Nine Reasons Your Customers Are Leaving You And What To Do About It

There has long been a misconception that sales and marketing should be in separate silos. In fact, when things go well sales and marketing compete for the credit. When things go poorly, sales and marketing often point fingers at each other. Increasingly, this conventional silo behavior is going to have significant negative repercussions for your company. Consider, for starters, your relationship with your customers. Marketing can certainly claim some credit for bringing the lead to the table, and sales can certainly take kudos for nurturing that lead into a paying customer. But what happens when that customer leaves? It would be easy enough for marketing to say that that is a sales problem. However, without an integrated, customer-centric approach, it’s actually possible that marketing is preparing your prospects for a reality that simply is not attainable.

Let’s take a look at 9 reasons your customers may be leaving your company and evaluate whether a more cohesive relationship between your marketing and sales teams could help prevent some of these problems. The first six were inspired by a Harvard Business article by Steve W. Martin, who teaches sales strategy at the USC Marshall School of Business.

1. The comfort zone

Sometimes a company will test out other relationships to see what’s out there, even if they have a long-standing relationship. If you begin a relationship with a new customer who had previously partnered with another company over a long period of time, you are bringing new methodologies, new pricing, and new everything else to the table. It is difficult to win customers away from “locked in” relationships, but it may be even more difficult to keep them on your team.

In this case, your marketing team needs to present enough information to entice companies that may otherwise be viewed as out of reach. Whether those pressure points are convenience of location, efficiency, a better safety record, or something else, your sales team needs to alert your marketing team of what is most attractive to your potential customers.

2. Your product seems risky

Every product, regardless of the industry, has its strong points and its weaker points. Your potential and existing customers will not assume that you are going to highlight the weak spots of your product, but they have likely heard rumors about where your product or service falls short. If you are unaware of what those fears are, you will not be able to address them. Eventually, your customer base may shift to a company that offers products that seem more safe.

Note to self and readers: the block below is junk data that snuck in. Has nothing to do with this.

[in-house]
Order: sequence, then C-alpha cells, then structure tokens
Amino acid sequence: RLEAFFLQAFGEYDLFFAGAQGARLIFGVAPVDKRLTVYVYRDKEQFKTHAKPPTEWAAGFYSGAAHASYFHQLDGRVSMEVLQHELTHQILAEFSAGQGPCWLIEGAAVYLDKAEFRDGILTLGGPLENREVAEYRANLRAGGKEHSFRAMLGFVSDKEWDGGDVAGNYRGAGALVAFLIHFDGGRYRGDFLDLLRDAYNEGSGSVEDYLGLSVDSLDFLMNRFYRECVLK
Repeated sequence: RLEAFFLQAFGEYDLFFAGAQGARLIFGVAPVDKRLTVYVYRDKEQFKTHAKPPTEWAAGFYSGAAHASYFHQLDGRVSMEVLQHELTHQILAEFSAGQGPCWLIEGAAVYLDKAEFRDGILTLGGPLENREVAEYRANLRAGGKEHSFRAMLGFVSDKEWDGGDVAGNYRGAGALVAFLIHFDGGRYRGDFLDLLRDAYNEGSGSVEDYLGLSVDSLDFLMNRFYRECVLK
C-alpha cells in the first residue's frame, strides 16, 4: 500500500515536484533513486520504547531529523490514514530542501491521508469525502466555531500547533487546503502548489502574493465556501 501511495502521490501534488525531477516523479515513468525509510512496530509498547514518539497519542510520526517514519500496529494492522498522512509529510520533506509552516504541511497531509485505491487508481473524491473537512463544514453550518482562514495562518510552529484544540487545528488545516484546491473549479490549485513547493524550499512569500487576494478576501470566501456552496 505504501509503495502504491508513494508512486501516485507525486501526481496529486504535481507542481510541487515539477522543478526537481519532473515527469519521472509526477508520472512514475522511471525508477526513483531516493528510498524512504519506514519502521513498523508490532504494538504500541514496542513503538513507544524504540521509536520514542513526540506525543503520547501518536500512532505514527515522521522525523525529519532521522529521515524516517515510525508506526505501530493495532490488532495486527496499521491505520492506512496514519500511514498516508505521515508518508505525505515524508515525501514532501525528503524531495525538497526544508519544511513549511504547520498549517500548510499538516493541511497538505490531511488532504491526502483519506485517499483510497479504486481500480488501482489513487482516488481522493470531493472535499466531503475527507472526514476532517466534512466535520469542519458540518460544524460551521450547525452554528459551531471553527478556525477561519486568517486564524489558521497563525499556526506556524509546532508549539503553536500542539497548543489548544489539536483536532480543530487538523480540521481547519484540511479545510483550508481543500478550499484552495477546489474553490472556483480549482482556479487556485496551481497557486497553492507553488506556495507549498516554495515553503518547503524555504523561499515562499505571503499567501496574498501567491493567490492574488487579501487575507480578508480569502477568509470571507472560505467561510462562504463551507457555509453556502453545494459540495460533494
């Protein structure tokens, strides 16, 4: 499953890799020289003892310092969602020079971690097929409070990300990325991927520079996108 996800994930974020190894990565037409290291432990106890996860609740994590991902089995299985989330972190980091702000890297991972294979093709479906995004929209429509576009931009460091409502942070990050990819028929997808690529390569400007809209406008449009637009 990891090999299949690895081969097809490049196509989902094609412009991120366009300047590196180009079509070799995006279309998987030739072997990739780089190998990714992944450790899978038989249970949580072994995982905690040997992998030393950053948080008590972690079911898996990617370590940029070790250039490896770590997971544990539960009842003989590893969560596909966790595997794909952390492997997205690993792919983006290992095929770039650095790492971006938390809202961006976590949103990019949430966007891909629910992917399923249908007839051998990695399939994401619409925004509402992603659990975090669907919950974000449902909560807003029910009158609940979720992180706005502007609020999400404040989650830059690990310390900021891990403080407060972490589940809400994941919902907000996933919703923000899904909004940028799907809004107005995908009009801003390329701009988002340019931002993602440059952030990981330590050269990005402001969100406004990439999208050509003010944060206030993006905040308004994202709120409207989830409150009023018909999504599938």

Social Media, Reader Studies, and integration between your customer service department, your sales department, and your marketing department can all assist with this problem. Your customer service personnel can report to marketing and sales what kinds of questions and concerns are being verbalized. Reader studies often reveal insight into how your industry views your product (the good and the bad). Your sales force also gets feedback as they meet face-to-face with leads and existing customers. Communication among all of these departments can help your company address concerns and turn a negative into a positive.

3. Relationships with the right people and knowing how to reach them

Martin notes that as a salesperson, you often want to have a face-to-face meeting with someone in the C-Suite. This is certainly true if you are selling capital equipment. In other instances you may need to reach the R&D Department head or the materials manager at a healthcare facility. Knowing who to reach and how to reach them is essential not only for winning a customer but also for keeping them. If you do not stay front-of-mind with your customer, it will be easier for your competitors to distract them.